The Godless Gospel by Julian Baggini
Here is a fascinating experiment: strip away the religion and the miraculous from the Christian Gospels and are you left with a practical moral code for living, with Jesus as its teacher? The philosopher Julian Baggini examines such subjects as the renunciation of wealth and the self, family values and sexuality, the law and justice, and finds Christ’s words to be nuanced, sometimes contradictory, often radical. He suggests that as more and more people struggle with the idea of Christ’s divinity, they should recast him as a moral philosopher.
Granta, 291pp, £16.99
The Historians by Eavan Boland
This is the final collection from the renowned Irish poet Eavan Boland, who died in April this year. It is, as came to be expected from Boland, filled with stories of ordinary Irish women, sensitively rendered in her understated verse. In revisiting the otherwise erased experiences of her subjects, Boland asks us to reconfigure our own understanding of the past, though she acknowledges the difficulties of that, too: in “The Barograph” her characters are “unable to understand events,/only the weather/in which they happened”.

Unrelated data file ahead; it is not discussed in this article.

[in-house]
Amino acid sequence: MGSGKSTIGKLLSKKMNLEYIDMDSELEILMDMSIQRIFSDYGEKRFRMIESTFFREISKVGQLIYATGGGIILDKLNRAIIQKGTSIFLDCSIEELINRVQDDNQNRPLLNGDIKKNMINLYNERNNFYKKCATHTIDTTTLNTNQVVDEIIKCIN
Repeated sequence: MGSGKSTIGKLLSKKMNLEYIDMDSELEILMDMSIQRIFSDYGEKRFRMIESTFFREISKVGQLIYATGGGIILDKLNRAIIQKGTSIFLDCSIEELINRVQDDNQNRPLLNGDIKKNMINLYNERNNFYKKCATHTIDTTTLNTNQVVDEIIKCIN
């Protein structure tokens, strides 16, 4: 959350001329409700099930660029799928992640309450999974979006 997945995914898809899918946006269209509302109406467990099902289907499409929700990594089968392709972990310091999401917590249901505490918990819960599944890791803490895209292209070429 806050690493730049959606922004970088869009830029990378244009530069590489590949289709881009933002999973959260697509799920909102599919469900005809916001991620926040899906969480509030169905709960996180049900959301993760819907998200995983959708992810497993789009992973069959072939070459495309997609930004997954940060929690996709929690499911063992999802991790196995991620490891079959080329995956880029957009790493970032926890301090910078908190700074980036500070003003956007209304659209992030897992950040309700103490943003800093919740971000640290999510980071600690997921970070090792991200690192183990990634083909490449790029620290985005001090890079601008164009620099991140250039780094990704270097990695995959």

Carcanet, 67pp, £10.99
The Last Good Man by Thomas McMullan
Towering over a village in Dartmoor is a wall covered in writing, some of which is awfully violent: accusations of wrongdoing anonymously daubed by villagers who demand punishments. Into this eagle-eyed community enters Duncan Peck, who has travelled from the city after an unnamed apocalypse, in search of his cousin. There, he discovers that no one escapes the whispers of the wall for long. This is a visceral and disquieting debut novel about the power of words, and should be read by anyone who uses the internet.
Bloomsbury, 320pp, £16.99
Crap by Wendy A Woloson
If objects are culture in material form, then those that best represent the way we live now are not the beautiful artefacts likely to find their way into museums, but the mountains of crap littering our homes and languishing in landfill sites: tacky trinkets, novelty gifts, useless gadgets, disposable fashion. Since the consumer revolution of the 1700s, an abundance of cheap goods has enabled us to buy pointless stuff; but all of this crap comes with environmental, economic and spiritual costs, explains the academic Wendy A Woloson in this rich and expansive cultural history. It asks: surrounded by all these “what-nots” and “thingums”, have we ourselves become crappy? The University of Chicago Press, 416pp, £23.99
This article appears in the 18 Nov 2020 issue of the New Statesman, Vaccine nation